In his last game, Tani blundered on one move, but before his opponent reacted, Tani extended his hand and offered a draw — neither a win nor a loss. The opponent accepted. Tani left the board disappointed, but with 5.5 points for the tournament, he had won the event. Makofsky lifted him into the air in celebration.
'It was wildfire'
Makofsky then alerted The New York Times that a boy living in a homeless shelter had won a New York State chess championship. A Sunday piece by columnist Nicholas Kristof carried the title "This 8-Year-Old Chess Champion Will Make You Smile."
"Kristof's article hit and it just, oh my goodness, it was wildfire …," recalled Makofsky, who as a boy played chess while attending Tangier Smith Elementary School in Mastic Beach. "By Sunday evening, I was being contacted by all of the major networks."
Tani appeared on TV and websites, and in newspapers, including Newsday. "Everyone gathered around something so transformative and positive," Makofsky said.
Generous donors gave the family a two-bedroom apartment rent-free for a year and a car. Makofsky set up a GoFundMe account for the family, raising $200,000 in less than a week.
In a surprise, the Adewumis said they would donate a portion to the church in Queens that helped them and set up a foundation to donate the rest of the money. "It is a blessing to us; we have to bless others," Tani's mother said.
The family said the money has gone to fill school backpacks for needy children, to a Nigerian educational organization called Chess In the Slums, and to other GoFundMe accounts of homeless people. (Donations still trickle in to the original Adewumi crowdfunding account, more than $256,000 by mid-September.)
Former President Bill Clinton invited the family to his office in Harlem. A framed poster of that visit hangs on a living room wall in the family's three-bedroom home today. "I didn’t know who he is," Tani admitted about Clinton. "I was very happy. We had a good conversation. We just talked about statues and some about chess, too."
Three books were published: a children's volume, "Tani's New Home," as well as young-reader and adult versions of "My Name Is Tani … And I Believe in Miracles," which the family wrote with author Craig Borlase. In addition, comedian Trevor Noah's Zero Day Productions acquired movie rights to their story. (No release date has been announced.)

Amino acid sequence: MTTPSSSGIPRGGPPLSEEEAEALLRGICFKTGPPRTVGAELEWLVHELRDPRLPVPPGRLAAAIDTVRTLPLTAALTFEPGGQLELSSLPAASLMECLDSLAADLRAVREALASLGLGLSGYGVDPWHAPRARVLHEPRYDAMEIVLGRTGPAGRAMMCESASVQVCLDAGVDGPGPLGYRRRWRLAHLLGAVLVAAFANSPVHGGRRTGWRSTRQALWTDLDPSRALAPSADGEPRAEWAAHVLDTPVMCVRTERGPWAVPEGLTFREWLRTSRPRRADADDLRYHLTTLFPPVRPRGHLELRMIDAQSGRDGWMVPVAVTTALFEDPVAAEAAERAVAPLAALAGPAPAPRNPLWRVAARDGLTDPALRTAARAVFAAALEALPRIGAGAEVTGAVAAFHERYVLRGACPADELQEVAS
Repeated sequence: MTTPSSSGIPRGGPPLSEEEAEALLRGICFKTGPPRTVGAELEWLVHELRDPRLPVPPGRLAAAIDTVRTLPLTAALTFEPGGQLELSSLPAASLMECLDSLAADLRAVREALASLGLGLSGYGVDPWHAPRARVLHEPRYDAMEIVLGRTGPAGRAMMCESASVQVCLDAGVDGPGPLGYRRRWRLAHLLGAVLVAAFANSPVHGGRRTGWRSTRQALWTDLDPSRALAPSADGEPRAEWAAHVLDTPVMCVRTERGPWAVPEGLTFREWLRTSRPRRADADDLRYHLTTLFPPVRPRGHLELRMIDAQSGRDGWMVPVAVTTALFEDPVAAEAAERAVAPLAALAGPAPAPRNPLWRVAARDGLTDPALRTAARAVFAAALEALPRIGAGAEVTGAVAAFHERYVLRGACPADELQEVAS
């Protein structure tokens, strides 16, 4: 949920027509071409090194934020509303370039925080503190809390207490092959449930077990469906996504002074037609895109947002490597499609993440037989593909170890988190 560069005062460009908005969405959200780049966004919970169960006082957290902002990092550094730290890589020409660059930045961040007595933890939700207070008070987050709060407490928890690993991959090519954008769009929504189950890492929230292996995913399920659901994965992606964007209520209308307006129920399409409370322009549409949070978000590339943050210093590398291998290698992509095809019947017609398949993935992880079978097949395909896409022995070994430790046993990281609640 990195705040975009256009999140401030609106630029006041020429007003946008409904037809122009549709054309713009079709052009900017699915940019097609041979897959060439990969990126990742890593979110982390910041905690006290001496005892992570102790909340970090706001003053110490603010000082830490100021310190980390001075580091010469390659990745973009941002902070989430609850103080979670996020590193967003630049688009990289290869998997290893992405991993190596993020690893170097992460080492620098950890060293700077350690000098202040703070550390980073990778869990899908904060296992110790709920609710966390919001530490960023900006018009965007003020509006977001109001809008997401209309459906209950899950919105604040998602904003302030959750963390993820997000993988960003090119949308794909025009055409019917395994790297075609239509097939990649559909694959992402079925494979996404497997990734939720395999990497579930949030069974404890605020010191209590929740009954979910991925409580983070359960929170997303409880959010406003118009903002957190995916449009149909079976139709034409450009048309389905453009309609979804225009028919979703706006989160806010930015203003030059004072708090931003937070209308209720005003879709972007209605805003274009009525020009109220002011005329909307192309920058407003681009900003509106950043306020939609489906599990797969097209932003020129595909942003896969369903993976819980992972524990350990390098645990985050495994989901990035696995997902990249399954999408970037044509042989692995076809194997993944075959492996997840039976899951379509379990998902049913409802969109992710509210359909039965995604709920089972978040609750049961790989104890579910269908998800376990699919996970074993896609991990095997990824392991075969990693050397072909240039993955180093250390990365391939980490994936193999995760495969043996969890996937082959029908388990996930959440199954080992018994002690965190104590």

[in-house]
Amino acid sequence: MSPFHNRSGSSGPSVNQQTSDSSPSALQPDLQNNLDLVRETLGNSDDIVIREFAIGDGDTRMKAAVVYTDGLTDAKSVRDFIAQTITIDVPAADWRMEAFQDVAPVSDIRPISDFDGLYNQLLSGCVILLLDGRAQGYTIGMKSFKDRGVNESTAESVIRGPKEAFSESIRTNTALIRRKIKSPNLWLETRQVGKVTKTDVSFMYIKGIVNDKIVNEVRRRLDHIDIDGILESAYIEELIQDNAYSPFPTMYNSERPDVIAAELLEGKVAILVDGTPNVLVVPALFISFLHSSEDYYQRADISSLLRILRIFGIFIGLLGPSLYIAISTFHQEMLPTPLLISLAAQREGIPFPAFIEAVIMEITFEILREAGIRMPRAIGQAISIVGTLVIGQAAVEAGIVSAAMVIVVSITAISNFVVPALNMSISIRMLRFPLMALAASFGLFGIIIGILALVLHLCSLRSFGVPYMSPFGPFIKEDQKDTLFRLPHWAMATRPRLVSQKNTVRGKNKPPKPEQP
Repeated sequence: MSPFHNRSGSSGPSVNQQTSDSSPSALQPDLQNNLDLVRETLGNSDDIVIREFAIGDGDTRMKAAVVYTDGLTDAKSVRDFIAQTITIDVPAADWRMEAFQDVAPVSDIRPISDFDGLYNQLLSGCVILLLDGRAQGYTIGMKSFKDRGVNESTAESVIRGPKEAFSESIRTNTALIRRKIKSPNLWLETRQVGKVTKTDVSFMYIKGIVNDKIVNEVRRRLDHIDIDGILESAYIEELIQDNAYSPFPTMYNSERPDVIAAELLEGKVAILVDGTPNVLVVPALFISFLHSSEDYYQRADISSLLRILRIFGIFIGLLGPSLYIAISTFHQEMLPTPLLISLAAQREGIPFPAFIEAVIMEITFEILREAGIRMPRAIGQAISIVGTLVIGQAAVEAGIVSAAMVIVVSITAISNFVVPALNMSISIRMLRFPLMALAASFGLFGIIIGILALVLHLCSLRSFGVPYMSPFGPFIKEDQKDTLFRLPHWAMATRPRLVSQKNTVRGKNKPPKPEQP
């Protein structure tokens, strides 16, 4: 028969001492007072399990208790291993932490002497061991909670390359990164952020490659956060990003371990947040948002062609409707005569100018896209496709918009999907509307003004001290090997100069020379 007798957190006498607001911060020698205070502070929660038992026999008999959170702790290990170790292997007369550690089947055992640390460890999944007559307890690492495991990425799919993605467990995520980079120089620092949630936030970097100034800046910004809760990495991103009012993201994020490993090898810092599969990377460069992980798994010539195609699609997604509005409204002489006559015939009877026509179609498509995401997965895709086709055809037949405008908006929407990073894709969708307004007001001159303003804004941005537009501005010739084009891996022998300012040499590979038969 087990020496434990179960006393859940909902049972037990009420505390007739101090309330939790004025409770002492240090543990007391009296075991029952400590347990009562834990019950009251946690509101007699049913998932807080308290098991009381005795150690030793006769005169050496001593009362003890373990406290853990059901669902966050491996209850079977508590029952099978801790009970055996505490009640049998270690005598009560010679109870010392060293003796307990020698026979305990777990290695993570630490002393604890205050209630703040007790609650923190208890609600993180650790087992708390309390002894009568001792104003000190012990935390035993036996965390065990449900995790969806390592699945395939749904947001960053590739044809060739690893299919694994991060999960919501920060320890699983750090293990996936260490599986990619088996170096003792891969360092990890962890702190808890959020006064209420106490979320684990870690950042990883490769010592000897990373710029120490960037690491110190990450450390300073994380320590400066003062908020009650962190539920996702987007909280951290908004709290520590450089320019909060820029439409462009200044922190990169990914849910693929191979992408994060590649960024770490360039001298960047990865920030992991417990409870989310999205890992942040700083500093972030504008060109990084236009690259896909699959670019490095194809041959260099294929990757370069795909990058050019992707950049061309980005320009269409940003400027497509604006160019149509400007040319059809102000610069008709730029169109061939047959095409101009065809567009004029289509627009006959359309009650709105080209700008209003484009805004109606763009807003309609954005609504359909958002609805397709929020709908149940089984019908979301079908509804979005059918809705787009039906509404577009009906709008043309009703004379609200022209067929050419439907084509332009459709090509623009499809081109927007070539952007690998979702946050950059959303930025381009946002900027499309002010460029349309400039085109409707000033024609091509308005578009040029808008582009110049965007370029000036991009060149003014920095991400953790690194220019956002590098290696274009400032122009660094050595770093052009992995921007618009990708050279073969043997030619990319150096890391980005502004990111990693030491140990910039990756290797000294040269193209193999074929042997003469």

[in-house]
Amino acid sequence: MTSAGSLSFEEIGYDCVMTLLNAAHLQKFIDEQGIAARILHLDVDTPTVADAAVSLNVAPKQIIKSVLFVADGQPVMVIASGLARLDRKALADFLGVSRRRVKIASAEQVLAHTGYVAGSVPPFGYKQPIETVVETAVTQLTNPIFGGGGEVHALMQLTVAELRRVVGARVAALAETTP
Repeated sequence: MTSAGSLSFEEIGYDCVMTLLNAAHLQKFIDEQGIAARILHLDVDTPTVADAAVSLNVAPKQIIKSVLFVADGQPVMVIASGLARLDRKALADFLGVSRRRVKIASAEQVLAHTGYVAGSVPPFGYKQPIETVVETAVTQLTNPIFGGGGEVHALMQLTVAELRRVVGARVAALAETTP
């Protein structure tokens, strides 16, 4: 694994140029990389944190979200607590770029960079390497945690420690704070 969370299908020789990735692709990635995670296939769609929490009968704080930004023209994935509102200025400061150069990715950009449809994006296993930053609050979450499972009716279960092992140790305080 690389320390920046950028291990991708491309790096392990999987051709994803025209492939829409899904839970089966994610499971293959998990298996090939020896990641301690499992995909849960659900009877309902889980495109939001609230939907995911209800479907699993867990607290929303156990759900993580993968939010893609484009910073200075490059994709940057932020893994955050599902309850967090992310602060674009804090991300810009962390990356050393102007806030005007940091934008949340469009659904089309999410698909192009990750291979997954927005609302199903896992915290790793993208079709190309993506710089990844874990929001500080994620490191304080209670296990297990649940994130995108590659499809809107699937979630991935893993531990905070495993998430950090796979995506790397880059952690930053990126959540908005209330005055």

After a year in their new apartment, the family moved to another on 24th Street. During the pandemic school year, both boys took classes online. (Along with millions of pandemic shut-ins, Tani enjoyed the chess drama "The Queen’s Gambit" on TV.)
Meantime, Tani studied chess, sometimes 10 hours a day. He did so on a computer, but also used a home chessboard to analyze strategies from his favorite book, "My 60 Memorable Games," by chess legend Bobby Fischer.
Martinez recognized that Tani needed advanced instruction, so he suggested that the Adewumis hire Giorgi Kacheishvili. The 44-year-old grandmaster now coaches Tani remotely two or more times a week from his home nation of Georgia.
Tani's hard work paid off in May, when he won a tournament in Connecticut. His victories there earned him the title of national master, making him the 28th-youngest person to do so, according to the U.S. Chess Federation.
The feat also ignited a new round of news coverage.
"I wondered: Is this kid really that good?" Kristof wrote in a follow-up column. "It turns out he is."
Search YouTube and you will find Tani in more than a dozen videos. He enthusiastically plays chess with two of his favorite grandmasters, American superstars Fabiano Caruana and Hikaru Nakamura, as well as 2019 U.S. women's champion Jennifer Yu.
Kayode Adewumi said his son "has the wisdom of an adult" and stays unaffected by fame.
"We praise God; he moves on," the father said. "He sets his new goal for himself. He doesn’t go to the internet. He plays chess."
A move to Long Island
The Adewumis' path turned again in January when they moved to Port Jefferson Station. Kayode Adewumi said they bought their home with proceeds from the books and movie rights.
The father sells homes with Douglas Elliman Real Estate and is studying marketing at Nassau Community College.
Austin has enrolled at Suffolk County Community College and hopes to one day study marine engineering. Early this month, Tani entered sixth grade at John F. Kennedy Middle School in Port Jefferson Station. Two days before starting, he said he wouldn't mind if no one there knew about his chess success. "I would like it to be mysterious," he said.
After a busy summer during which Tani competed in North Carolina, Philadelphia, Albany, San Diego and Chicago, Oluwatoyin said the school year might allow her to be less of a chess mom and to find work as a patient care technician in a medical office.
At home, the family holds fast to its Nigerian roots. Kayode, who is descended from Nigerian royalty, said he teaches his sons to respect the family name. "When you are trying to protect your name, you will do the right thing every time," he said.